Nutrition for Reproductive Health

The British Nutrition Foundation recently published a review of the nutritional status of women and found that many women still lack key nutrients in their diets. The authors wrote, “while improvements have occurred, intakes of key micronutrients, particularly iron, vitamin D, calcium and folate remain below recommended levels.

Women’s diets are also too high in saturated fat and salt, and low in fiber, oily fish and fruits and vegetables.”

These deficiencies not only impact the woman by increasing her susceptibility to chronic disease and other conditions, but also impact infant health and development. In the latest version of the Dietary Guidelines for Americans (2014), health officials made specific nutritional recommendations for women capable of becoming pregnant or who are pregnant and breastfeeding.

Reproductive Health includes: 4

• Consume 400 mcg per day of folic -acid (from fortified foods and/or supplements) in addition to folate from a varied diet.
• Choose foods that supply heme iron, which is more readily absorbed by the body, additional iron sources, and enhancers of iron absorption such as vitamin C-rich foods.

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• Consume 8-12 ounces of seafood per week from a variety of seafood types
• If pregnant, take an iron supplement, as recommended by an obstetrician or other health care provider.
Mothers have a huge influence on the health outcomes of their children and families because they are both the providers and caretakers of the family. In fact, research is highlighting the impact of the mother’s diet in the health of their children. According to the results of a study published in the Journal of Nutrition, the developing fetus accumulates a specific level of calcium in the womb with the aid of vitamin D.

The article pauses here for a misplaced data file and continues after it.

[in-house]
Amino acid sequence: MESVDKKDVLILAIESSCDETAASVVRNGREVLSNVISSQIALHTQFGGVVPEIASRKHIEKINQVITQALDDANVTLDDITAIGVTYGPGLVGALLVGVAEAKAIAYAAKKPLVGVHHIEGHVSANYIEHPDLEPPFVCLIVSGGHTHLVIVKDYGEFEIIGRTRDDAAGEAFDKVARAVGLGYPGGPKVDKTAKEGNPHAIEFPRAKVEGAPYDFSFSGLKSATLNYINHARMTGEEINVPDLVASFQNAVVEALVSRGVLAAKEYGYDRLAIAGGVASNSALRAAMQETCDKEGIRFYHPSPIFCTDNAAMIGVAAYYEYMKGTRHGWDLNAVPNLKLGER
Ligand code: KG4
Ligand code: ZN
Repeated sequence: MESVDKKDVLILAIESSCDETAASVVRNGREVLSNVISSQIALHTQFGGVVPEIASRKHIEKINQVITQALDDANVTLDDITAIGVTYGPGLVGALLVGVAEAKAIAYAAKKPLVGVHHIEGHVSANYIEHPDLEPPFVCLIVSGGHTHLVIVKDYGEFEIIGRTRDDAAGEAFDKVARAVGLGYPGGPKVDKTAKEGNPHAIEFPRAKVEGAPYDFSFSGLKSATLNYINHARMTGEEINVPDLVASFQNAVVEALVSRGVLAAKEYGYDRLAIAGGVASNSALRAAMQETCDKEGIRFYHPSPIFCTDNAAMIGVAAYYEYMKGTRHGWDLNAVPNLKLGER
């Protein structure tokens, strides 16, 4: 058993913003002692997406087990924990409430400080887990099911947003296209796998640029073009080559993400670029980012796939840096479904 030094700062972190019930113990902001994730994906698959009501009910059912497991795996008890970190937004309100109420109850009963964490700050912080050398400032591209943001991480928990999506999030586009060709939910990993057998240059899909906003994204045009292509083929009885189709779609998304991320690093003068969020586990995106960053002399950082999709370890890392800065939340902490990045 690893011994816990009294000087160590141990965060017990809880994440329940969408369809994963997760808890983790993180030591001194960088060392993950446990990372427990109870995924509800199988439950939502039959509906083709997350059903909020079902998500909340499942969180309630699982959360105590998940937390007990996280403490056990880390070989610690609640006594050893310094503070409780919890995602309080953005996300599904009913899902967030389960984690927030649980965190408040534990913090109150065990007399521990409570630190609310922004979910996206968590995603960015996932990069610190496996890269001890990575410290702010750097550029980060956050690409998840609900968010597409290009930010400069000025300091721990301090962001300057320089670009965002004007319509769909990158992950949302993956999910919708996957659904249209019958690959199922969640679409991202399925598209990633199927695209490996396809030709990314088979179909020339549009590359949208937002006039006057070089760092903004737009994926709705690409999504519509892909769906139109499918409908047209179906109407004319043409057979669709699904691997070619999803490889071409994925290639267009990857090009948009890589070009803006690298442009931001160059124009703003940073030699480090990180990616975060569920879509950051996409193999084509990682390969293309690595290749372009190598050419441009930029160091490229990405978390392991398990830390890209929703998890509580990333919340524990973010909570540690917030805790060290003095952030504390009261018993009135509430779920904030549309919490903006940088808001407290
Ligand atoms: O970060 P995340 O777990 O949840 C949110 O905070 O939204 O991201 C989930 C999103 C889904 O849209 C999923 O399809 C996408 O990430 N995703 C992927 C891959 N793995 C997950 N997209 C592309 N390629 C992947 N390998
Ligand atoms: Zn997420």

Thus if the mother is deficient in vitamin D, it may be difficult for children to achieve optimal bone health status even if they were to receive supplementation of vitamin D postnatally. Researchers suggest that “efforts to optimize maternal vitamin D status in pregnancy are needed along with maintenance in infancy rather than relying on postnatal supplementation to restore vitamin D status and bone mass.  Risk of iron deficiency is a big issue especially during pregnancy Maternal iron deficiency and anemia is a common issue world-wide.

Almost 40% of women around the world are estimated to suffer from iron deficiency or anemia, and this has drastic health implications for their babies. Thus studies suggest that women of childbearing age and especially adolescent girls would benefit from supplementation. In fact, last year a study conducted by the Johns Hopkins Bloomberg School of Public Health found that prenatal supplementation with iron and folic acid was able to reduce infant mortality, as well as reduce the prevalence of low birth weight and maternal anemia. This was the first study of its kind to look at the long-term effects of maternal iron-folic acid supplementation and improving child survival.’?

Omega-3’s-critical for fetal development Omega-3s have long been acknowledged as a key nutrient in fetal vision and brain development. Because of

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the critical role it plays during pregnancy, health officials continue to stress the importance of adequate omega-3 consumption. A new .study published in the Journal Of Pediatrics

confirmed the findings of other studies that the amount of omega-3 fatty acid in mom’s diet during pregnancy affects the visual function of her children,” Another study investigating the importance of mom’s prenatal dietary fatty acid status showed that mothers with the highest omega-3 status had children who showed a lower probability of childhood obesity.”

GNLD’s Omega-III Salmon Oil Plus is a perfect choice for assuring a dietary abundance of omega-3 fatty acids. Tested and proven in human clinical trials, its highly bioactive, 8-member omega-3 fatty acids are easily absorbed and rapidly assimilated into cell membranes, displacing bad fats and reducing potentially damaging inflammatory factors. Formula IV® delivers a wide array of essential micronutrients important to women’s health, including iron, 35 mg magnesium, 400 IU of vitamin D and 400 mcg of folic acid. The combination of these two products is perfect for any woman in her reproductive years.


Merenna Morrow

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